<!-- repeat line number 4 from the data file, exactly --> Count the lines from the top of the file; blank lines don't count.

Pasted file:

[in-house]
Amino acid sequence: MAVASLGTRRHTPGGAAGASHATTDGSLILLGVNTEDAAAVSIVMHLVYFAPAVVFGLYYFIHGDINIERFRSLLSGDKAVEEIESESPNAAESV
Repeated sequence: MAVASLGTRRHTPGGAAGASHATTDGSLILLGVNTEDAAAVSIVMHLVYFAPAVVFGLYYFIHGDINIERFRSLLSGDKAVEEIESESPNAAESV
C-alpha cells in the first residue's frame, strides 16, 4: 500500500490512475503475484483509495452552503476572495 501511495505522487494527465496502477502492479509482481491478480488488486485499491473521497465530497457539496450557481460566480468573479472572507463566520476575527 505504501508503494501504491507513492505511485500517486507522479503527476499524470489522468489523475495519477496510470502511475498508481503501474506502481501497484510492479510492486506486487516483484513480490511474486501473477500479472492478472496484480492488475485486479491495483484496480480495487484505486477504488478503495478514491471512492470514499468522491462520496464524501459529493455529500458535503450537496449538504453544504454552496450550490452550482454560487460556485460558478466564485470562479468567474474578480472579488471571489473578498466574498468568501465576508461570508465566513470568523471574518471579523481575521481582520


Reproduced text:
C-alpha cells in the first residue's frame, strides 16, 4: 500500500490512475503475484483509495452552503476572495 501511495505522487494527465496502477502492479509482481491478480488488486485499491473521497465530497457539496450557481460566480468573479472572507463566520476575527 505504501508503494501504491507513492505511485500517486507522479503527476499524470489522468489523475495519477496510470502511475498508481503501474506502481501497484510492479510492486506486487516483484513480490511474486501473477500479472492478472496484480492488475485486479491495483484496480480495487484505486477504488478503495478514491471512492470514499468522491462520496464524501459529493455529500458535503450537496449538504453544504454552496450550490452550482454560487460556485460558478466564485470562479468567474474578480472579488471571489473578498466574498468568501465576508461570508465566513470568523471574518471579523481575521481582520